The Quaoar ring, Planet X and other mysteries of our solar system

Astrophysicists say planetary rings are like tree growth rings and help us understand a planet’s history

Illustration of Quaoar, a small icy planet located about four billion miles from the Sun.ESA
Eva Villaver

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The history of science is full of surprises: planets in unexpected places, gas and stars moving faster than gravity should allow, and galaxies moving when we thought they were stationary. New data has led to new paradigms: the universe is expanding, planets migrate, and there is more mass than is visible under light. New measurement technologies have enabled us to formulate new theories that advance human knowledge.

Science has also gifted us little gems once thought impossible until we saw them for the first time. From time to time, unique and peculiar objects are discovered that may not alter the course of science or our concept of the universe, but that force us to consider new possibilities. These are the discoveries that theorists like me enjoy the most. They demonstrate realities that could not be and force us to question what we know, change our thinking, and ponder what we missed in our models. One such discovery is the Quaoar ring.

Quaoar is a minor body in the Solar System, but it is not a planet, a dwarf planet or a satellite. It is one of the many objects like asteroids and comets orbiting beyond Neptune, the most distant planet in the Solar System. There are about 50,000 such objects, and we didn’t even know Quaoar existed until 2002. It was named after the Great Creator of the Tongva people, ancient inhabitants of the southern California coast.

Quaoar is about the size of the Iberian Peninsula if rolled into a ball. Its 345-mile (555-kilometer) radius is slightly smaller than the Earth’s newly discovered iron core. It also has a moon called Weywot that is just 50 miles (80 kilometers) in radius and orbits Quaoar at a distance of 8,276 miles (13,320 kilometers). This is close – about the same as the distance between California and Australia. Quaoar also has a recently discovered planetary ring, which is surprising for such a small body. It’s the third such ring around a small body in the Solar System – Centaur Chariklo and Haumea have the other two. But this ring is not where you would expect it to be.

A planetary ring is a disk formed by tiny pieces of ice and other material orbiting a larger object. The most well-known examples are Saturn’s rings, but the four giant planets in the Solar System – Saturn, Neptune, Uranus and Jupiter – all have them. The ones around Neptune and Jupiter are so faint that they are difficult to see and were first observed when the Voyager space probe passed by.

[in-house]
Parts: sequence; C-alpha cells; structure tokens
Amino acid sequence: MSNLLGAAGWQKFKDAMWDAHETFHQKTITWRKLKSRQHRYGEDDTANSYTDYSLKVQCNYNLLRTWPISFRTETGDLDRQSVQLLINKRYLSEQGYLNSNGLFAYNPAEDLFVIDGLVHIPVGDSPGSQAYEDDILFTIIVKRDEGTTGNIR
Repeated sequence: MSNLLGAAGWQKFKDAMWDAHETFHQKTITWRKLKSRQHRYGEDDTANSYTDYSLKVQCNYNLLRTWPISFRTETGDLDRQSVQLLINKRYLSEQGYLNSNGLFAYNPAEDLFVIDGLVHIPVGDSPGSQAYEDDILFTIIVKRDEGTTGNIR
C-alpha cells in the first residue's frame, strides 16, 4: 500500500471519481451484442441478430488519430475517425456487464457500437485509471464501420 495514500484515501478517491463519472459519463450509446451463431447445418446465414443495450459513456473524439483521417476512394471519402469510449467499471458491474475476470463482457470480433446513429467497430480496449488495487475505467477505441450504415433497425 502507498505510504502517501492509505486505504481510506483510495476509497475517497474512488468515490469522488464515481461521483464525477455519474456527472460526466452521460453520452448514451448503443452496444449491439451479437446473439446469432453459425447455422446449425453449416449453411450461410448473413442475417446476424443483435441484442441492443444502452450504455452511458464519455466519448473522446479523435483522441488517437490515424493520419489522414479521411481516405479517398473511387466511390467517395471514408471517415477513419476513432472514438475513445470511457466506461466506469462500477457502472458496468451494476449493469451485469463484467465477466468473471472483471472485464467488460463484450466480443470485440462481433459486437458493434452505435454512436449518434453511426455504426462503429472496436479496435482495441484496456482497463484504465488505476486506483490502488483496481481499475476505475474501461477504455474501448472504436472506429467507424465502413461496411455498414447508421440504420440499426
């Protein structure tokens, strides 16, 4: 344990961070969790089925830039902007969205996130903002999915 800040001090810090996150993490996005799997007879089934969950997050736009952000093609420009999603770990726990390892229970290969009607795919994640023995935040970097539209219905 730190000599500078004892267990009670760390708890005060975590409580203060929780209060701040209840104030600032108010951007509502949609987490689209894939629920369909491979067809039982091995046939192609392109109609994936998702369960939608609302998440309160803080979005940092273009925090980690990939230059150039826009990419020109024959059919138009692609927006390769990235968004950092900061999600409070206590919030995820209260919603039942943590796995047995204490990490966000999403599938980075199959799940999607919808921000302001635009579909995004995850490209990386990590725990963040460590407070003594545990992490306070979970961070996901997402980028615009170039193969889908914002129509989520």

The location of planetary rings is fundamental to understanding them. All the ones observed so far are within the Roche limit of their central bodies – the distance from a celestial body within which a second celestial body, held together only by its own force of gravity, will disintegrate. In other words, the material in the rings is held together by the central object’s gravity, which continually breaks up chunks of material and inhibits the formation of moons.

The Quauar ring is beyond that critical distance by 2,500 miles (4,100 kilometers). At that distance from the central object, the particles in the ring should collide and stick together because the attraction between the ice chunks is greater than the central gravitational force. The ring is dense and narrow, meaning there are enough collisions to form moons within a few decades. At least, that’s what we thought.

Planetary rings represent a historical record and something more prosaic – colliding pieces of ice perhaps agitated by the existence of a moon. Pure beauty in disc form. The ability to see Quaoar’s ring from far away means that other processes are causing the material not to accrete and form moons. The planetary ring of Quaoar is too narrow and small to be detected directly. To see it, one has to use a technique of multiple telescope occultations that measure how the light from Quaoar attenuates starlight as it passes in front of it. Spain’s GRANTECAN telescope and high-speed HiPERCAM camera played a leading role in this process since the occultation lasts less than a minute.

One theory to explain the existence of the Quaoar ring is to assume that the particles are affected by external gravitational pushes that cause them to collide at high velocities, which is why they don’t bond and grow. These external gravitational pushes are known as resonances and may be caused by undiscovered moons or by Weywot, Quaoar’s known moon. This phenomenon is not new and has led to the discovery of other planets. Recent data on peculiar orbital patterns in objects beyond Neptune have some scientists theorizing that a new planet – Planet X – may be lurking in the Solar System’s outer reaches.

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